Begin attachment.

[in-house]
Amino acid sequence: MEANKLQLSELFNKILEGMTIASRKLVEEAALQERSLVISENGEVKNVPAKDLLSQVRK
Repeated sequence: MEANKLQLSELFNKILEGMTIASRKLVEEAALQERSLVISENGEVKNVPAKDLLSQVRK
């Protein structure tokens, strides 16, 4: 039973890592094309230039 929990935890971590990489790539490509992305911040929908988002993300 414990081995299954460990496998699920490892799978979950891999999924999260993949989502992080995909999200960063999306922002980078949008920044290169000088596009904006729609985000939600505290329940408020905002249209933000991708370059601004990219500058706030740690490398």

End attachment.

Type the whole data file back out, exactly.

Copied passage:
[in-house]
Amino acid sequence: MEANKLQLSELFNKILEGMTIASRKLVEEAALQERSLVISENGEVKNVPAKDLLSQVRK
Repeated sequence: MEANKLQLSELFNKILEGMTIASRKLVEEAALQERSLVISENGEVKNVPAKDLLSQVRK
């Protein structure tokens, strides 16, 4: 039973890592094309230039 929990935890971590990489790539490509992305911040929908988002993300 414990081995299954460990496998699920490892799978979950891999999924999260993949989502992080995909999200960063999306922002980078949008920044290169000088596009904006729609985000939600505290329940408020905002249209933000991708370059601004990219500058706030740690490398």